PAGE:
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Józef ŚWIDER (b.1930)
Jubilate Deo [2:55]
Pater noster (1986) [4:44]
Wierzę (Credo) [2:34]
Salve Regina [5:08]
Czego chcesz od nas Panie (1983) [3:49]
Lux perpetua (1987) [3:38]
Vocalisa “pax” [3:27]
Missa minima [4:28]
Moja piosnka/Mein Liedchen (1983) [2:29]
Ave maris stella [3:17]
Requiem aeternam (1996) [5:08]
Da pacem Domine [4:43]
Laudate pueri [2:42]
Cantus gloriosus [3:59]
Te Deum [19:35]
Katarzyna Trylnik (soprano); Czesław Gałka (baritone): Arkadiusz Skotnicki ,Piotr Sutt (precussion); Julian Gembalski (organ)
Polski Chór Kameralny/Jan Łukaszewski
rec. February 2005, St Nikolai, Gdansk
CARUS 83.176 [73:19]

 


From the days of the ‘Young Poland’ movement in the first decades of the Twentieth Century, a prominent strand in Polish music has been made up of composers eager, even determined, either to be in touch with the most ‘advanced’ musical developments elsewhere or, indeed, to be themselves significant innovators. Whether in, say, the Japanese-influenced work of Jan Maklakiewocz, or the experimentalism of composers such as Boguslaw Schaeffer and Kazimierz Serocki, stylistic originality has been one of the hallmarks of a lot of the most interesting Polish music.

Fascinating as much such music has been, the danger is that it distracts our attention too completely from the work of more conservative figures. Provided that the composer is true to his/her own sensibility considerations of stylistic innovation ought not to be central to our judgement of his/her work – though the temptation is all too ready to let it be so.

Józef Świder is a predominantly conservative composer, his dominant idioms being essentially diatonic and his works more notable for what they owe to the romantic past than for their anticipations of any musical ‘future’ (real or imaginary). But there is certainly much to admire and enjoy in this selection of his choral works.

The most substantial work here is the Te Deum. It is a passionate and flamboyant piece, ringing with praise in its employment of solo voices, organ and two percussionists. There are some splendid noises and the whole communicates a fervour which, while it may not convince one that it is wholly spiritual in nature, is certainly engaging. At times we seem not to be a million miles away from the choral writing of Carl Orff. Both soloists acquit themselves well, soprano being possessed of a particularly striking voice. She is a soloist at the Warsaw Opera.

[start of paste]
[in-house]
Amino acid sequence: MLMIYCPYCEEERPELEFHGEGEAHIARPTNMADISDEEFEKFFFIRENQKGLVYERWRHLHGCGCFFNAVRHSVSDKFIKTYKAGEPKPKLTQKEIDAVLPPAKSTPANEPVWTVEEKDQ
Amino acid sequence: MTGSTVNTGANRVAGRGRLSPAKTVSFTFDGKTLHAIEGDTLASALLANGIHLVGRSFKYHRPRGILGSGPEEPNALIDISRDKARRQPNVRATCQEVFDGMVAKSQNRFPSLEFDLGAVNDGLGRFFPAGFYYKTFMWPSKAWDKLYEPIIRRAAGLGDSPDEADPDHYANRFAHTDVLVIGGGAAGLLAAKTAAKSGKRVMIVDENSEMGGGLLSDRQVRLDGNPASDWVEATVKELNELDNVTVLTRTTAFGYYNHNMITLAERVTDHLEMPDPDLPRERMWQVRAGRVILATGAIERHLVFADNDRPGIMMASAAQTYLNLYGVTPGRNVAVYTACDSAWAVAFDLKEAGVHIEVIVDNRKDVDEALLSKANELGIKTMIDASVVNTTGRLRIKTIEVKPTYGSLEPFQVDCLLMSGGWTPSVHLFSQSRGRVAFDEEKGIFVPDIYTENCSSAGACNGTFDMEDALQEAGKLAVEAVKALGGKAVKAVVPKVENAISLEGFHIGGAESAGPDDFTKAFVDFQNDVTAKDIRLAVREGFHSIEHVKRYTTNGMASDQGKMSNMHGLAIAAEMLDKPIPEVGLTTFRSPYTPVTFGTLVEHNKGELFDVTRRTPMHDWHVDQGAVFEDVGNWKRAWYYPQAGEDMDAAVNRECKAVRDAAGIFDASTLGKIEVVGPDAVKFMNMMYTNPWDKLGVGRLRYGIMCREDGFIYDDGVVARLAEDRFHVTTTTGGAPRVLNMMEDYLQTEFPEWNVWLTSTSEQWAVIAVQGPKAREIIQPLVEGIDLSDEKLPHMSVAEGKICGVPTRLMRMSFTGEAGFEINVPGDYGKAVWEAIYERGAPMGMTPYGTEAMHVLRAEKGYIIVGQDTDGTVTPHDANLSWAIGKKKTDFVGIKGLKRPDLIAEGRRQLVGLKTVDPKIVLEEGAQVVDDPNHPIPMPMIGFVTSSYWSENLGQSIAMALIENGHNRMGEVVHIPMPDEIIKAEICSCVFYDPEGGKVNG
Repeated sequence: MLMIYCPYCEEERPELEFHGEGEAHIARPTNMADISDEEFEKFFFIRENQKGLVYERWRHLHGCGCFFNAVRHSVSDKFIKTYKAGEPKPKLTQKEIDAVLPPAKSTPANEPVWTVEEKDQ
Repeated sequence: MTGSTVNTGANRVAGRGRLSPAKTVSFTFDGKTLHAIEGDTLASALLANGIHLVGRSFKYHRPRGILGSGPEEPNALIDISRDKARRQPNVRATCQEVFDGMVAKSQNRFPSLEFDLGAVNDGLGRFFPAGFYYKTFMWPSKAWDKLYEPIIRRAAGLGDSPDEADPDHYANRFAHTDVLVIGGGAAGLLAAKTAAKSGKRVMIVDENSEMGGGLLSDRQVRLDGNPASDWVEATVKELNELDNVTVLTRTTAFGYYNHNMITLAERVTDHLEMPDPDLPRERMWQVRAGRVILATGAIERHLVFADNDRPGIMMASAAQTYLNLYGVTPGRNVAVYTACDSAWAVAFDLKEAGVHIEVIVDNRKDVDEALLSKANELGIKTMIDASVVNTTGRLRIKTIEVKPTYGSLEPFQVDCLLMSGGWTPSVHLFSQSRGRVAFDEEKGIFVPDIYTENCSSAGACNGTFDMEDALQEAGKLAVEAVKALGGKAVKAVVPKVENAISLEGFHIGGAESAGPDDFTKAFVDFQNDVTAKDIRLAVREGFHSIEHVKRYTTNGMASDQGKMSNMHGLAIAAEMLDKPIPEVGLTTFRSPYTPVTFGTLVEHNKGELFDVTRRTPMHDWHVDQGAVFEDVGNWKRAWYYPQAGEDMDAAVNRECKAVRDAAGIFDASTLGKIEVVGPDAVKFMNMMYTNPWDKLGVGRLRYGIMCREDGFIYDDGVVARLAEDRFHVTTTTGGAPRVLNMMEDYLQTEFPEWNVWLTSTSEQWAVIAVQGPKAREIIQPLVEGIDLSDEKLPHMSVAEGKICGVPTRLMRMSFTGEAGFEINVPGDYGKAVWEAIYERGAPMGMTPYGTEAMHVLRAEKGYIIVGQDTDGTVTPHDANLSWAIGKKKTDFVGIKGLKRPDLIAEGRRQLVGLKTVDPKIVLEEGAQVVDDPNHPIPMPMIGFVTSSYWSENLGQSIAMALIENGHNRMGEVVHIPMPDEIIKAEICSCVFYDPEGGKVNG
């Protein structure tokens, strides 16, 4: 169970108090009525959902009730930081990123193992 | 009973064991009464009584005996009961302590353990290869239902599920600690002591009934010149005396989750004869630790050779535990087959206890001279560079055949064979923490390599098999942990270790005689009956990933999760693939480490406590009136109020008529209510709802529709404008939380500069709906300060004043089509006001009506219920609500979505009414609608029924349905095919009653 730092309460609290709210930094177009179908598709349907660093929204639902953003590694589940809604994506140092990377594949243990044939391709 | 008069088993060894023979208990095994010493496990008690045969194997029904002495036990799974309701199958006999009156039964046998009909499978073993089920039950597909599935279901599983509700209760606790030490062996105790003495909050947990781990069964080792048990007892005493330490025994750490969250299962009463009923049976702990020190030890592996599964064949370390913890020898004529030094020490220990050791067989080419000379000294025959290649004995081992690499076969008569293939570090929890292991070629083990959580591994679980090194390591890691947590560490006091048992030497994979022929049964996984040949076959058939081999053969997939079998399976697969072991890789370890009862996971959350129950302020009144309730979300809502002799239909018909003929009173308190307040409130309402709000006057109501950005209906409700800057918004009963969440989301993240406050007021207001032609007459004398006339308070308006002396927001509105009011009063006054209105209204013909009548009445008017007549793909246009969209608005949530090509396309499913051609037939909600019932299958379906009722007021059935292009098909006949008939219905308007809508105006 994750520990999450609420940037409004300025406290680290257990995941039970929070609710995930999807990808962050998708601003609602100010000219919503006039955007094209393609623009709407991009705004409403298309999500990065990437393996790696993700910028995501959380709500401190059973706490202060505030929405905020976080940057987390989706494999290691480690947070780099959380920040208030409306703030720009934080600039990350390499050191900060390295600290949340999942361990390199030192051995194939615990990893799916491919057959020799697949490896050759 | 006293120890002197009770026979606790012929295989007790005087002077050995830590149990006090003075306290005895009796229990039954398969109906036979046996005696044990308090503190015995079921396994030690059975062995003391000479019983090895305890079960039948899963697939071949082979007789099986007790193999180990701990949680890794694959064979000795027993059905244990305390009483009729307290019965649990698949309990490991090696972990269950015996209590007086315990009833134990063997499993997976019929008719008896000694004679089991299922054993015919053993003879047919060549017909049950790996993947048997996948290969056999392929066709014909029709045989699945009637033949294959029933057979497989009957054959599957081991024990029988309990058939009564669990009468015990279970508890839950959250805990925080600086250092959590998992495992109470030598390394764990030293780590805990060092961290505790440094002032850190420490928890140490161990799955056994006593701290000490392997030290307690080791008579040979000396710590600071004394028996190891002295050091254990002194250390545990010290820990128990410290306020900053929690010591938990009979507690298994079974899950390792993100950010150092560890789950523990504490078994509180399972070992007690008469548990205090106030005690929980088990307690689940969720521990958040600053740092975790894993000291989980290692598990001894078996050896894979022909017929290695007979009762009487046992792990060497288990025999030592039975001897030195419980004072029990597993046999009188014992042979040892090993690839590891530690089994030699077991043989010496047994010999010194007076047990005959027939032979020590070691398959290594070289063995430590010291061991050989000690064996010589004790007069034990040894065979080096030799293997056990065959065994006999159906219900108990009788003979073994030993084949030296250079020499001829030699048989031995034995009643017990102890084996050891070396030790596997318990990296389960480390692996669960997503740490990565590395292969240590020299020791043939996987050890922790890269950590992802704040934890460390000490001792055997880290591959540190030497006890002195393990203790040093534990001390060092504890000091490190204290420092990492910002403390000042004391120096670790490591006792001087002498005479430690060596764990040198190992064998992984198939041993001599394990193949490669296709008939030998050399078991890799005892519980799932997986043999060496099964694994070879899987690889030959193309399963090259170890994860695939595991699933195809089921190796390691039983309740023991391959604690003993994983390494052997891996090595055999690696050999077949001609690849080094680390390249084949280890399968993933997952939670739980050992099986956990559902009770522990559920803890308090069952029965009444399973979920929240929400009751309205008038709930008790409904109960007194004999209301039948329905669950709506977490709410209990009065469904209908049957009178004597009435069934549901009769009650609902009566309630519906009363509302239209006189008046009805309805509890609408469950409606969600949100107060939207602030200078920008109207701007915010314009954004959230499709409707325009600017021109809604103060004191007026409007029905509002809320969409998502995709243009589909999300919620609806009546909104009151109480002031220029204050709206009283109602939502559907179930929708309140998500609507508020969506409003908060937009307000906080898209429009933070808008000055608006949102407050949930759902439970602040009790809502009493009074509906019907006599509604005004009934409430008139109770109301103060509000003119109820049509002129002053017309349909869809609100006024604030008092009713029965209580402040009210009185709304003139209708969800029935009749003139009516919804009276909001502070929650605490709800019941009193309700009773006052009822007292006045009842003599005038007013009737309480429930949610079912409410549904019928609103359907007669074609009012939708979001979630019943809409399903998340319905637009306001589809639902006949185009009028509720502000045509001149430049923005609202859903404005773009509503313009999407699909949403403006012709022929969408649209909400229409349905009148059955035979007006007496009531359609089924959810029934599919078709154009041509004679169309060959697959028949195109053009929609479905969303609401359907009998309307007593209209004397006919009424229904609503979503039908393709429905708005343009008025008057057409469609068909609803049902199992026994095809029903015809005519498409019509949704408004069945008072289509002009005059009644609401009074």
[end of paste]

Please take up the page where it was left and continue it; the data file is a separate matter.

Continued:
The programme is made up, otherwise, of a series of miniatures – including the aptly titled ‘Missa minima’, which sets the Kyrie eleison, the Sanctus and the Agnus Dei  in less than four and a half minutes!

Swider’s ‘Cantus gloriosus’ has been taken up by quite a few choirs outside Poland and listening to this excellent performance by the Polish Chamber Choir it isn’t hard to understand why. From the subdued ‘Allelujah’ of its opening measures it builds in complexity and sets its performers quite a number of tests before its climax in a radiant closing ‘Allelujah’. All the tests are passed with flying colours in this performance.

Every single one of the fourteen pieces which preface the Te Deum here has things of interest to offer, including, for example, the subtly echoic patterns of ‘Lux perpetua’ or the intimate, dignified textures of ‘Czego chcesz od nas Panie’.

After studying with Petrassi in Rome, Swider taught composition, counterpoint and harmony in Poland, largely in Katowice, for some forty years. He has also been much involved in the choral world, as an adjudicator and the like. So, too, has the conductor Jan Łukaszewski, and their sheer professional expertise and experience in the genre is everywhere evident on this CD.

The CD booklet contains a general essay on Swider and a certain amount on his choral writing. But it is rather short on dates, which is a shame, as it would have been interesting to try to form some idea of how Swider has developed as a choral composer. Texts are provided, with German translations of the Latin or Polish originals.

Connoisseurs of the modern choral tradition will find much to enjoy here.

Glyn Pursglove

see also Review by Jonathan Woolf

 

 

 


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